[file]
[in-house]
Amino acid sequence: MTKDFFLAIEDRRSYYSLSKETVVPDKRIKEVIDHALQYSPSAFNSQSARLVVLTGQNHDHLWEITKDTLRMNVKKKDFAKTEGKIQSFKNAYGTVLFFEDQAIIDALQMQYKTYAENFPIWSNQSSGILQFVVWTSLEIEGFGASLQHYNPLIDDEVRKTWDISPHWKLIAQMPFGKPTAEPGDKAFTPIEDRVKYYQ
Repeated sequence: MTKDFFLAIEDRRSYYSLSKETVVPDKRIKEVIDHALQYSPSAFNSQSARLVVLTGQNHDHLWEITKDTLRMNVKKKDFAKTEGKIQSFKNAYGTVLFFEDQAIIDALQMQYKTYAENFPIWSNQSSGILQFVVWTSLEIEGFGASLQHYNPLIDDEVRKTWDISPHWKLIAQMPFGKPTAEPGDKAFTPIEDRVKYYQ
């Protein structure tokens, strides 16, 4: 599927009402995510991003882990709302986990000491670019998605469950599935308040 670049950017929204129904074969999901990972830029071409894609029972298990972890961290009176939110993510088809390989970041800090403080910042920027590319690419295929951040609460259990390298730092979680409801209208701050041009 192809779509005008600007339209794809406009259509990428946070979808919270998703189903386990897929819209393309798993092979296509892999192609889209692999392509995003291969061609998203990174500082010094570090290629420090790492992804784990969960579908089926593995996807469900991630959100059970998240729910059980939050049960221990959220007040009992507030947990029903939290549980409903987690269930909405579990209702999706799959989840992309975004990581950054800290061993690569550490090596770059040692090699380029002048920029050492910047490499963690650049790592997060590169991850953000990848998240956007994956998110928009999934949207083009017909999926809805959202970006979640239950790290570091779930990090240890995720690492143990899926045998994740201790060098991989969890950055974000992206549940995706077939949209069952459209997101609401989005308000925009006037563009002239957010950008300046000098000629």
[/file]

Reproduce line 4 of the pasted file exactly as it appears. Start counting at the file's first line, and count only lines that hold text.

């Protein structure tokens, strides 16, 4: 599927009402995510991003882990709302986990000491670019998605469950599935308040 670049950017929204129904074969999901990972830029071409894609029972298990972890961290009176939110993510088809390989970041800090403080910042920027590319690419295929951040609460259990390298730092979680409801209208701050041009 192809779509005008600007339209794809406009259509990428946070979808919270998703189903386990897929819209393309798993092979296509892999192609889209692999392509995003291969061609998203990174500082010094570090290629420090790492992804784990969960579908089926593995996807469900991630959100059970998240729910059980939050049960221990959220007040009992507030947990029903939290549980409903987690269930909405579990209702999706799959989840992309975004990581950054800290061993690569550490090596770059040692090699380029002048920029050492910047490499963690650049790592997060590169991850953000990848998240956007994956998110928009999934949207083009017909999926809805959202970006979640239950790290570091779930990090240890995720690492143990899926045998994740201790060098991989969890950055974000992206549940995706077939949209069952459209997101609401989005308000925009006037563009002239957010950008300046000098000629």